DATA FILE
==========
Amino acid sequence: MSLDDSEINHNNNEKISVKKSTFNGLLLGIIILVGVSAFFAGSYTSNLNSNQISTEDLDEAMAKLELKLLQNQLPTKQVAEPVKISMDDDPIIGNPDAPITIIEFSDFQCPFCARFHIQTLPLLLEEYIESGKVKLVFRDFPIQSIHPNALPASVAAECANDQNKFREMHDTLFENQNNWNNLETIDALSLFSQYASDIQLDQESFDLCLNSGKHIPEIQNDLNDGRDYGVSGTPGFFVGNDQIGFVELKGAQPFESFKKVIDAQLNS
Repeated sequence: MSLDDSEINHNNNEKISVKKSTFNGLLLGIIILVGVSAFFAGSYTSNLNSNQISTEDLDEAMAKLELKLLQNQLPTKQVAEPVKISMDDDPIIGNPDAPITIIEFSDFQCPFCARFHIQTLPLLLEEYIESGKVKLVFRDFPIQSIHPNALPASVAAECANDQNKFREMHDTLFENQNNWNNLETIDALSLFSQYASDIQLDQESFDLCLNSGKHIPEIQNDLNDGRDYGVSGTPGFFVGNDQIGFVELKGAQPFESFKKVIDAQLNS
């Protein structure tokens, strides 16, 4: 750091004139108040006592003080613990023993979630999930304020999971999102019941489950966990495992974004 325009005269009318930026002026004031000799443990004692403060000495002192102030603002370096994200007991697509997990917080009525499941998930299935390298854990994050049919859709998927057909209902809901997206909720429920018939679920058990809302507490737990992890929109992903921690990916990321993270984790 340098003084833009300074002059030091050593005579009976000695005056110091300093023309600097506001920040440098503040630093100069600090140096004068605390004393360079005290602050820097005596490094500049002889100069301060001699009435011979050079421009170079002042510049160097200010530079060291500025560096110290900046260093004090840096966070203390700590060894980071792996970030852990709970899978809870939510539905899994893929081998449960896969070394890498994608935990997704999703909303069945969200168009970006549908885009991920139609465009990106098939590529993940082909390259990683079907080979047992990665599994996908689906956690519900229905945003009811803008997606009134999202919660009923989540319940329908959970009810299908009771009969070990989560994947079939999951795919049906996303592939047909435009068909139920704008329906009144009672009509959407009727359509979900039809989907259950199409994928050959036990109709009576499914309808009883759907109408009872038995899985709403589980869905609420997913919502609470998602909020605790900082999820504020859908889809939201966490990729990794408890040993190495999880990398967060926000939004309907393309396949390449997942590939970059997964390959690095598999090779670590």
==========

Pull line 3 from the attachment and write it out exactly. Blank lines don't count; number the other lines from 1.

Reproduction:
């Protein structure tokens, strides 16, 4: 750091004139108040006592003080613990023993979630999930304020999971999102019941489950966990495992974004 325009005269009318930026002026004031000799443990004692403060000495002192102030603002370096994200007991697509997990917080009525499941998930299935390298854990994050049919859709998927057909209902809901997206909720429920018939679920058990809302507490737990992890929109992903921690990916990321993270984790 340098003084833009300074002059030091050593005579009976000695005056110091300093023309600097506001920040440098503040630093100069600090140096004068605390004393360079005290602050820097005596490094500049002889100069301060001699009435011979050079421009170079002042510049160097200010530079060291500025560096110290900046260093004090840096966070203390700590060894980071792996970030852990709970899978809870939510539905899994893929081998449960896969070394890498994608935990997704999703909303069945969200168009970006549908885009991920139609465009990106098939590529993940082909390259990683079907080979047992990665599994996908689906956690519900229905945003009811803008997606009134999202919660009923989540319940329908959970009810299908009771009969070990989560994947079939999951795919049906996303592939047909435009068909139920704008329906009144009672009509959407009727359509979900039809989907259950199409994928050959036990109709009576499914309808009883759907109408009872038995899985709403589980869905609420997913919502609470998602909020605790900082999820504020859908889809939201966490990729990794408890040993190495999880990398967060926000939004309907393309396949390449997942590939970059997964390959690095598999090779670590």